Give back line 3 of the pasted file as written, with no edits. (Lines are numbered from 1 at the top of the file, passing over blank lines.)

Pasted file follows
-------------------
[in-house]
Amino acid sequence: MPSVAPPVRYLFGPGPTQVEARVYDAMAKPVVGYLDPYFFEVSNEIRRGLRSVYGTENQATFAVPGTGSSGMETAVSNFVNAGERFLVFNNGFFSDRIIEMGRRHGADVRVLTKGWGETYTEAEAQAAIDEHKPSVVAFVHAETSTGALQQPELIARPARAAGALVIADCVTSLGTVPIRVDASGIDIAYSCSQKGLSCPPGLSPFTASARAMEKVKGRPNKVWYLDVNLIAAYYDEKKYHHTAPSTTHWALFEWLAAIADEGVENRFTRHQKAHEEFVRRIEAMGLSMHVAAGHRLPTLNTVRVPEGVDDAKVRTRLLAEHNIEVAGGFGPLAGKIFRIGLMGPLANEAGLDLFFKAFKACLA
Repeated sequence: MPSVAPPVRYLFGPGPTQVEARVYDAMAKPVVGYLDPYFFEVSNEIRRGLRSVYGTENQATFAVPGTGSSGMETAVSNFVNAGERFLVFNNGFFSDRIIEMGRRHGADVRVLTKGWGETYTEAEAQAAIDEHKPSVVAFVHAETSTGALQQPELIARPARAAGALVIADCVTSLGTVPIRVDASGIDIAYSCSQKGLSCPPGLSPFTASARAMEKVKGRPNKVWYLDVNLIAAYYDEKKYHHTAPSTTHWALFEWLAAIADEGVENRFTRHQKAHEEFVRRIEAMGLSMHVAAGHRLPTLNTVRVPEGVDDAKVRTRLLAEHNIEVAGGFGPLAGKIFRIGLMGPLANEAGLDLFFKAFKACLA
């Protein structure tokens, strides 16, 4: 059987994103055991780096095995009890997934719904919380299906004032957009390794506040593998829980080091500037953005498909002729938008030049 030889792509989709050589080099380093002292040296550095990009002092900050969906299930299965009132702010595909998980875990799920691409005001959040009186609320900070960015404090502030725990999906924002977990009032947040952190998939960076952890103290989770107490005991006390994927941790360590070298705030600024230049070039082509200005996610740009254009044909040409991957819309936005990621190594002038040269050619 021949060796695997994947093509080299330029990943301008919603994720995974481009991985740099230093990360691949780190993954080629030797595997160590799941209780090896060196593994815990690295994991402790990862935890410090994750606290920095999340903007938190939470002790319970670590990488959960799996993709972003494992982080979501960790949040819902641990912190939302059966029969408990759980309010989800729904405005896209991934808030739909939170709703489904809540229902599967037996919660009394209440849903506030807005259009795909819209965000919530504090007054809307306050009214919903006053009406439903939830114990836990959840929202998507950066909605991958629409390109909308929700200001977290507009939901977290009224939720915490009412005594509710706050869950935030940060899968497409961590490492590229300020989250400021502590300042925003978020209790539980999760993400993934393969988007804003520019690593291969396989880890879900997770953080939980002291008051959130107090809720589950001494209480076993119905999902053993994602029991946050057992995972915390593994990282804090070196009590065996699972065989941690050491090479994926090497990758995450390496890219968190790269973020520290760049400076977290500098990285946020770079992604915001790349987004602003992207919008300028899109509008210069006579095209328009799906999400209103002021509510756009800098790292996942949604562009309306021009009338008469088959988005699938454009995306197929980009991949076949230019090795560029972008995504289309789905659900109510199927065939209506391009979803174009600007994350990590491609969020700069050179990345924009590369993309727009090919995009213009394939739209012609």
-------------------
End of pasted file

Repeated sequence: MPSVAPPVRYLFGPGPTQVEARVYDAMAKPVVGYLDPYFFEVSNEIRRGLRSVYGTENQATFAVPGTGSSGMETAVSNFVNAGERFLVFNNGFFSDRIIEMGRRHGADVRVLTKGWGETYTEAEAQAAIDEHKPSVVAFVHAETSTGALQQPELIARPARAAGALVIADCVTSLGTVPIRVDASGIDIAYSCSQKGLSCPPGLSPFTASARAMEKVKGRPNKVWYLDVNLIAAYYDEKKYHHTAPSTTHWALFEWLAAIADEGVENRFTRHQKAHEEFVRRIEAMGLSMHVAAGHRLPTLNTVRVPEGVDDAKVRTRLLAEHNIEVAGGFGPLAGKIFRIGLMGPLANEAGLDLFFKAFKACLA